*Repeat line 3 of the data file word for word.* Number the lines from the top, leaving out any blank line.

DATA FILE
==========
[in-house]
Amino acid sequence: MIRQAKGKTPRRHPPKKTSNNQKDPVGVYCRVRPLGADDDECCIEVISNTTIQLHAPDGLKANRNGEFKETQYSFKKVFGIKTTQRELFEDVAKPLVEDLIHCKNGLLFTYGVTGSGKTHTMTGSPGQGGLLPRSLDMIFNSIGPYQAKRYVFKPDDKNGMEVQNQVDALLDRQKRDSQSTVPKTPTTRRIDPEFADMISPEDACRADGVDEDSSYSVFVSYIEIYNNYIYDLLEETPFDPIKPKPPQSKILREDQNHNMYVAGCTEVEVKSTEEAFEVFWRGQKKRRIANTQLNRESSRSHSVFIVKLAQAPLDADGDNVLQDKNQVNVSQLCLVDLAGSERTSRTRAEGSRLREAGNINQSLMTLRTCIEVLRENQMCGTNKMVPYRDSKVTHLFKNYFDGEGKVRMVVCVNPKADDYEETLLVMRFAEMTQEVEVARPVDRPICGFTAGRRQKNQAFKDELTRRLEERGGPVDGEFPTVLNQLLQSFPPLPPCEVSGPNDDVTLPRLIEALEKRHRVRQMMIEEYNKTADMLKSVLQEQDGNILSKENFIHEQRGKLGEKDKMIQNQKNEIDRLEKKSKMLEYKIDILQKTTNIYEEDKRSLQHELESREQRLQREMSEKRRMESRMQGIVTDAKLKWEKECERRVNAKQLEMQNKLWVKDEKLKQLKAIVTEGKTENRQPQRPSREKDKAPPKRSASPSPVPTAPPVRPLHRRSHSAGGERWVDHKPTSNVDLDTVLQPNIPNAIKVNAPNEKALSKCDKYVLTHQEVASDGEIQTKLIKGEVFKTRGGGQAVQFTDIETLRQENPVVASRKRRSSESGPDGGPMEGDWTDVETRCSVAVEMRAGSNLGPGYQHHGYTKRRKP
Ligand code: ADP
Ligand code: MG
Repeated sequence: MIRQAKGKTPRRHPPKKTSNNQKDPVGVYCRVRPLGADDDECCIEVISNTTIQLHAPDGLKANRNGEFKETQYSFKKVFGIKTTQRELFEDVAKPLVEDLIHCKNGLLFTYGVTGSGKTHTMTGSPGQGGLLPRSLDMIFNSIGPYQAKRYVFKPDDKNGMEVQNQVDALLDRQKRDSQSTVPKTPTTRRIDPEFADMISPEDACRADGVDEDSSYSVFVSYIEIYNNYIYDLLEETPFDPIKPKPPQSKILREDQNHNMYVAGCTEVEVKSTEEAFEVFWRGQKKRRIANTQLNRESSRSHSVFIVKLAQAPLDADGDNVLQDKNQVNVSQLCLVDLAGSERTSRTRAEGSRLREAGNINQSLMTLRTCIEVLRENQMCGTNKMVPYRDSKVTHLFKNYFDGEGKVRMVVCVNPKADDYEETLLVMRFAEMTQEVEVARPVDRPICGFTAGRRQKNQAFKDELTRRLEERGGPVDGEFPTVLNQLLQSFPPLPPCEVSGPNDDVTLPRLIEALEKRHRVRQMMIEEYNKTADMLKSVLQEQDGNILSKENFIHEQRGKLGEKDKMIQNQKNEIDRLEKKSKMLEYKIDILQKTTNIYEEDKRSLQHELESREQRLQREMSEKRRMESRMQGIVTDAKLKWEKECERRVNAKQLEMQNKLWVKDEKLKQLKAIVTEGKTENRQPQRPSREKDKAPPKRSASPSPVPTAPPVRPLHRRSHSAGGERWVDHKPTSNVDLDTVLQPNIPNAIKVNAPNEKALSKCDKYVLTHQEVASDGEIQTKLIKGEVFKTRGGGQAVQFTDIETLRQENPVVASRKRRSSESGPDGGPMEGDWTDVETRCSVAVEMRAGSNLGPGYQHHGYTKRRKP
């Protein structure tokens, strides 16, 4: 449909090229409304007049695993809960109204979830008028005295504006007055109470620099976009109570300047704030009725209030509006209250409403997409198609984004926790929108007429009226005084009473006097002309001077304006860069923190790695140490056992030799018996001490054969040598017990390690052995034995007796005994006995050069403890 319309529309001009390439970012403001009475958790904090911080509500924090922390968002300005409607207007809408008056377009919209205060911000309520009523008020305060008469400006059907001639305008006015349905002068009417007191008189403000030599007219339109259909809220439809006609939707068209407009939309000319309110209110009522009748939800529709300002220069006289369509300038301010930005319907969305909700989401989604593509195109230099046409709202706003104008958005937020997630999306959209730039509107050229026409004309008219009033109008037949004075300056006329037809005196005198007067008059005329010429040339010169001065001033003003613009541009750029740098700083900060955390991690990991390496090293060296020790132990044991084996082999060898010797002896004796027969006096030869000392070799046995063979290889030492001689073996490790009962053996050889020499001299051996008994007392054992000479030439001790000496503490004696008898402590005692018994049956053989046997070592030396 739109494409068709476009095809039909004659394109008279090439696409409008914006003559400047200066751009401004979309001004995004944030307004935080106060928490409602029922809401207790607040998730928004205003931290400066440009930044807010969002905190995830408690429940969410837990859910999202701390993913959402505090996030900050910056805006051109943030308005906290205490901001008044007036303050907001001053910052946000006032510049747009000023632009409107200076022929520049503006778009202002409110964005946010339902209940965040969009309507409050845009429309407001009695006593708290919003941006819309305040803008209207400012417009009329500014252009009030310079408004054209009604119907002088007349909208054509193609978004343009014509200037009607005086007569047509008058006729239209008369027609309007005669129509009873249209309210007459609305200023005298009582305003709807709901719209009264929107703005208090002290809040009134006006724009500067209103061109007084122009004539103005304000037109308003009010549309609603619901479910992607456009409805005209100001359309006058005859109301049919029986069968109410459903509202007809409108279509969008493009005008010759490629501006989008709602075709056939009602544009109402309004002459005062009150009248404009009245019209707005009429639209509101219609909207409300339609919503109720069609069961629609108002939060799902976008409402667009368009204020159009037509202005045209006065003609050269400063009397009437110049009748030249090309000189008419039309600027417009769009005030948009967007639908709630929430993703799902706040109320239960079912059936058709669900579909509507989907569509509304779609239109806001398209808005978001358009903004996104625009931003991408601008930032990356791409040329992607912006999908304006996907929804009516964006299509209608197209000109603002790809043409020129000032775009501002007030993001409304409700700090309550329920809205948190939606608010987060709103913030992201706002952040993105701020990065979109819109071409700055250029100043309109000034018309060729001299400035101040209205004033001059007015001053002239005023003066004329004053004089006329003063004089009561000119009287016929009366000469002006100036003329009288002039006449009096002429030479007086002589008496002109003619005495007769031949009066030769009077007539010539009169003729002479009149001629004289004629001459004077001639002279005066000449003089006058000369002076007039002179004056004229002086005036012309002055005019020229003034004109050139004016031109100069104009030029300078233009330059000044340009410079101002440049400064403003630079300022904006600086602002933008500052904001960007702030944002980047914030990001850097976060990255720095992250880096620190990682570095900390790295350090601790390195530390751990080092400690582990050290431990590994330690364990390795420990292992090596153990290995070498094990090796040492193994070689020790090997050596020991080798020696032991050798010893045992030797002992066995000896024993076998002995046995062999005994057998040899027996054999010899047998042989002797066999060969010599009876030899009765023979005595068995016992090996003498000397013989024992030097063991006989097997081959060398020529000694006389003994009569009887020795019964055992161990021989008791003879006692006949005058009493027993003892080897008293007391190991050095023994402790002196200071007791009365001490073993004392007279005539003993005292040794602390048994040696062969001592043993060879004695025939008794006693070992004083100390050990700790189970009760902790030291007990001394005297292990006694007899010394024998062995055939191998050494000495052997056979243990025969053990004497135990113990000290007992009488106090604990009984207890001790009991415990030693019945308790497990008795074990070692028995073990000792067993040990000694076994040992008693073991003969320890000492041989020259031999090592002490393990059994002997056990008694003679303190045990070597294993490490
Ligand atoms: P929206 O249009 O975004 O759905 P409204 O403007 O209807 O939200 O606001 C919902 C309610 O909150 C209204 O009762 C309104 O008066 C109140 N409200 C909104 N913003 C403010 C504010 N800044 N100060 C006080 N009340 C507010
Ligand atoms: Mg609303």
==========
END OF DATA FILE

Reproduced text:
Ligand code: ADP